In 1980 Madonna formed 'Emmy' with her former boyfriend, Stephen
Bray whom she later broke up with to write and produce a number
of solo disco and dance songs that would bring her local fame
in New York dance clubs, especially Danceteria, (a specific notable
nightclub located in New York City which operated from 1982 until
1986. It was located at 30 West 21st Street.) and Kansas Kansas.
Mark Kamins (a popular NY DJ/Producer) came across Madonna's
demo and passed it on to Sire Records. It was during this time
that Madonna landed her first starring film role, (a
part in a low-budget independent film, 'A Certain Sacrifice' which
would later prove as another skeleton to haunt her further down
Finally in 1982 Madonna signed with Sire records for a single
deal, paying her $5,000. The name of her first single was, 'Everybody',
which was produced by Mark Kamins. 'Everybody' peaked at number
3 on the Billboard Dance chart as well as gaining recognition
on R&B radio station. This lead caused some people to assume
that Madonna was an African American artist. Sire Records were
concerned if they revealed that she was white, they would loose
her 'black' audience (which was huge at the time) so there were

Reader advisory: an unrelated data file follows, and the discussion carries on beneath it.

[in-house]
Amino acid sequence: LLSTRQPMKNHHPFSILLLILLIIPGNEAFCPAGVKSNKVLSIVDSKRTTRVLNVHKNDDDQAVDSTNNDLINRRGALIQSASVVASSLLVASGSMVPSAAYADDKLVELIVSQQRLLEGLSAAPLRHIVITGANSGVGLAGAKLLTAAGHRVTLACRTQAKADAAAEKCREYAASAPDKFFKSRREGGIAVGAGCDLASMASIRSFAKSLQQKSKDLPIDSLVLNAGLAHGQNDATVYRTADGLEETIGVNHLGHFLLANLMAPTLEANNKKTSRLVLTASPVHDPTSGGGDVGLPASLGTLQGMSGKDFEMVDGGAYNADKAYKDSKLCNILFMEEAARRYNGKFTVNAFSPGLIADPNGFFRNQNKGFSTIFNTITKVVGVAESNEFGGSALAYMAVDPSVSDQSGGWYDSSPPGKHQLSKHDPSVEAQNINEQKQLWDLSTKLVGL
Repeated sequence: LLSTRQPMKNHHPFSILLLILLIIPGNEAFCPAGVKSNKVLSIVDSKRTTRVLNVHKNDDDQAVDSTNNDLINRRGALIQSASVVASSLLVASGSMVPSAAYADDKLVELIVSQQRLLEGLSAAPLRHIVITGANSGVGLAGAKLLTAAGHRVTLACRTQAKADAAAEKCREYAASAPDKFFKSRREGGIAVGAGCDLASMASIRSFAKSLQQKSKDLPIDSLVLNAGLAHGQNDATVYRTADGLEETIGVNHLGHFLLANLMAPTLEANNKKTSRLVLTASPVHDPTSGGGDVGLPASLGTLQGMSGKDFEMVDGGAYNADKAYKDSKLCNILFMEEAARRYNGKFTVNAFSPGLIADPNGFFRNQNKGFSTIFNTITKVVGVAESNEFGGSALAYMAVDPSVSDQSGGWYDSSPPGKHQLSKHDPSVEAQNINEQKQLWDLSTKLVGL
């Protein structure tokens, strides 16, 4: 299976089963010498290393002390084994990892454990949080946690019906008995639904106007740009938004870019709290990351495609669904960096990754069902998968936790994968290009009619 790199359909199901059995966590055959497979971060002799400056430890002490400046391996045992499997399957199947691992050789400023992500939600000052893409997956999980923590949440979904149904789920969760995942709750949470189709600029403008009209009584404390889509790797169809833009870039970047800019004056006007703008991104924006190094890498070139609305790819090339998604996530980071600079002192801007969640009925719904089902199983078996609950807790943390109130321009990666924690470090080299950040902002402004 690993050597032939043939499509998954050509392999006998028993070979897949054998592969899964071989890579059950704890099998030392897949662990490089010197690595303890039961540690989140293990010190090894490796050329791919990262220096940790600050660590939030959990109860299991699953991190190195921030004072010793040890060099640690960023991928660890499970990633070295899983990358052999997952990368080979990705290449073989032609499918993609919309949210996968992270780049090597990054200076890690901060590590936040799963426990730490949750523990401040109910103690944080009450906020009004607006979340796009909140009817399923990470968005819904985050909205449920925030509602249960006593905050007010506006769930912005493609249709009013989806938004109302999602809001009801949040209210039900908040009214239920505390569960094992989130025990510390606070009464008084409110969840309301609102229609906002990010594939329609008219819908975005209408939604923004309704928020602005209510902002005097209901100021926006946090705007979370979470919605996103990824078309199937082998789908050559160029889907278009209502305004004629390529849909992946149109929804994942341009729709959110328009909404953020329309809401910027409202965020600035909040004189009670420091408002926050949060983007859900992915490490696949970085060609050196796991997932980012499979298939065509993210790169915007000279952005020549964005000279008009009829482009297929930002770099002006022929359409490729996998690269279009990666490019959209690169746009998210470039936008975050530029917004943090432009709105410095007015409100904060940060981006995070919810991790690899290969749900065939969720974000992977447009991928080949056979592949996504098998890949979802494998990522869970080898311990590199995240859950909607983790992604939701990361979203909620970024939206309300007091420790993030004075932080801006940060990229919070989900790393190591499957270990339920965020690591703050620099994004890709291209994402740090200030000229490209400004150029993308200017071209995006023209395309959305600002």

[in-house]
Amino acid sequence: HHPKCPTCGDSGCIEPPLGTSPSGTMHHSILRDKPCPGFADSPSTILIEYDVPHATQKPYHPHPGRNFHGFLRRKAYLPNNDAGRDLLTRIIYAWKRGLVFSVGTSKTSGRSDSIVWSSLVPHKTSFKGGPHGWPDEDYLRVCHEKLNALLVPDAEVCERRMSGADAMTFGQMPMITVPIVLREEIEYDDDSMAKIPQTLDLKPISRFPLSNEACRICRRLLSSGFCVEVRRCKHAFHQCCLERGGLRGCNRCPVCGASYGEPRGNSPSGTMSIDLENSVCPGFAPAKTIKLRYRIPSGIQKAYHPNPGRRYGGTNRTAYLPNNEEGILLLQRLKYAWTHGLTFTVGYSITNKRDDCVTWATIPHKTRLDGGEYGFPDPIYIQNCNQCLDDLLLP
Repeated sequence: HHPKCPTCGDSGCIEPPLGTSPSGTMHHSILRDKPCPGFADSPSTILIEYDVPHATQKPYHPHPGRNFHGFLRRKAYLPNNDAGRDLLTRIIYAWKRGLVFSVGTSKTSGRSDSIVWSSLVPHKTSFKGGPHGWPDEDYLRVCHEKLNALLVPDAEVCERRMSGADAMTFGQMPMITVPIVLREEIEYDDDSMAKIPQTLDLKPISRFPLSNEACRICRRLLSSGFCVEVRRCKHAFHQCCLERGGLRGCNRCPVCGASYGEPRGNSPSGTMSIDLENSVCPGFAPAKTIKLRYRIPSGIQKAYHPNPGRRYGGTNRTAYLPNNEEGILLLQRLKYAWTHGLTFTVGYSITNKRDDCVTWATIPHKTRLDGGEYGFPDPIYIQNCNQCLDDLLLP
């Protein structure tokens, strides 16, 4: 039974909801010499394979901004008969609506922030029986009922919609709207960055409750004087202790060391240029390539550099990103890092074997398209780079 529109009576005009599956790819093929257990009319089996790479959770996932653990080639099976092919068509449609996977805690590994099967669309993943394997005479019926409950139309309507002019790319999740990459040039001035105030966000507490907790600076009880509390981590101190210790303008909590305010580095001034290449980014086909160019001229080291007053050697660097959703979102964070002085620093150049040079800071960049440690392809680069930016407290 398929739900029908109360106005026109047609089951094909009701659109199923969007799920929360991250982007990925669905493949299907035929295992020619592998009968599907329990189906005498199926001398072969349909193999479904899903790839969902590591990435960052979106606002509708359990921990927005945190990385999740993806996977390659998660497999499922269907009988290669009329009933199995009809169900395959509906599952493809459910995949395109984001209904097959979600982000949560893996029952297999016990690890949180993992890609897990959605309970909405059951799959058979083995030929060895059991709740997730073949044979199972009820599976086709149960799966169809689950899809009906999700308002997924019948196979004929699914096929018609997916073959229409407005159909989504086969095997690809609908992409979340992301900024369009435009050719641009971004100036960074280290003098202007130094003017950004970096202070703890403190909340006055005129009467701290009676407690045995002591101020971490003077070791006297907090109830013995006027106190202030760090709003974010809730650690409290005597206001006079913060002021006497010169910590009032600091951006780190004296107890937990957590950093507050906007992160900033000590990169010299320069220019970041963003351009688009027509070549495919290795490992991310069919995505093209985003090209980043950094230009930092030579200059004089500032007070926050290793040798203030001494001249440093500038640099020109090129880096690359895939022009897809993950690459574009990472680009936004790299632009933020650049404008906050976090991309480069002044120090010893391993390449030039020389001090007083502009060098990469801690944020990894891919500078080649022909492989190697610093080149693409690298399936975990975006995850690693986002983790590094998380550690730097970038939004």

no pictures of her on the sleeve of the records.
Madonna's second single, 'Burning Up' also reached number 3
on the Billboard Hot Dance/Club Play Chart, however she would
not establish herself until the release of her third single,
'Holiday' which was released in July 1983. 'Holiday' would later
hit number 16 on the Billboard Hot 100 chart in January 1984
and would become her first top hit single in several countries.
In July, 1983, at long last, Madonna released her first album,
'Madonna' (produced by Reggie Lucas and John 'Jellybean' Benitez
of whom Madonna had a brief affair) which peaked at number 8
on the Billboard Top 200 Albums chart and received five platinum
certifications from the RIAA. 'Madonna' was composed of her first
three singles as well as the future top 10 hits, 'Borderline'
and 'Lucky Star'. At first, 'Madonna' did not look like it was
going to be a big hit but got some big boosts from her music
videos which would reward her with nationwide exposure. MTV was
a new cable channel and they played her videos over and over.
Recognizing a good thing when they saw it, MTV aggressively
marketed Madonna's image as a playful, sexy combination of punk
and pop. She and her 'elaborate music videos' soon became permanent
features on the music channels.